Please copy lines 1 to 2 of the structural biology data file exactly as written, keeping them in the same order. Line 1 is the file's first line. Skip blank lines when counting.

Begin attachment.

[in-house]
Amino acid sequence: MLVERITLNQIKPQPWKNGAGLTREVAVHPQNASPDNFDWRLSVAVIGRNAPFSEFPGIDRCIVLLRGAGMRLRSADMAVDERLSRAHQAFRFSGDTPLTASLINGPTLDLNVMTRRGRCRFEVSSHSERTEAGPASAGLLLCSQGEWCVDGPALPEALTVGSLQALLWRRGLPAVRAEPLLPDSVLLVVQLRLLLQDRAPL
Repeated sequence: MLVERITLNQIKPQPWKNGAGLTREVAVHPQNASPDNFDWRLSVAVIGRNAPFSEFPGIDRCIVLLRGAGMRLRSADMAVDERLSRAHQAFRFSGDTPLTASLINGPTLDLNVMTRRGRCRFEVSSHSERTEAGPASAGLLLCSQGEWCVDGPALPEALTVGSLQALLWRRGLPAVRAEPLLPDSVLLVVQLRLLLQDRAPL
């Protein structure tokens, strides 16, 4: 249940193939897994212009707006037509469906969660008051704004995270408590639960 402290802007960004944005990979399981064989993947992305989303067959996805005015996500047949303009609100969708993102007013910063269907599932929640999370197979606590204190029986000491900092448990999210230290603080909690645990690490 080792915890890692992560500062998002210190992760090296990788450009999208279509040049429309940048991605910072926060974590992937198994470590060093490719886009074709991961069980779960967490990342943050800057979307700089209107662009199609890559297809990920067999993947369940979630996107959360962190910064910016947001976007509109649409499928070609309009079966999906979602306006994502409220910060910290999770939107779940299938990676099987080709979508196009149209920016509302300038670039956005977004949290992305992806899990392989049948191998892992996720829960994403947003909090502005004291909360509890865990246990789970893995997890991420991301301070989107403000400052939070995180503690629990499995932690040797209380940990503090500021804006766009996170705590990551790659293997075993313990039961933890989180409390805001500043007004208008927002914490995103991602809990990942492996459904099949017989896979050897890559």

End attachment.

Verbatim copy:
[in-house]
Amino acid sequence: MLVERITLNQIKPQPWKNGAGLTREVAVHPQNASPDNFDWRLSVAVIGRNAPFSEFPGIDRCIVLLRGAGMRLRSADMAVDERLSRAHQAFRFSGDTPLTASLINGPTLDLNVMTRRGRCRFEVSSHSERTEAGPASAGLLLCSQGEWCVDGPALPEALTVGSLQALLWRRGLPAVRAEPLLPDSVLLVVQLRLLLQDRAPL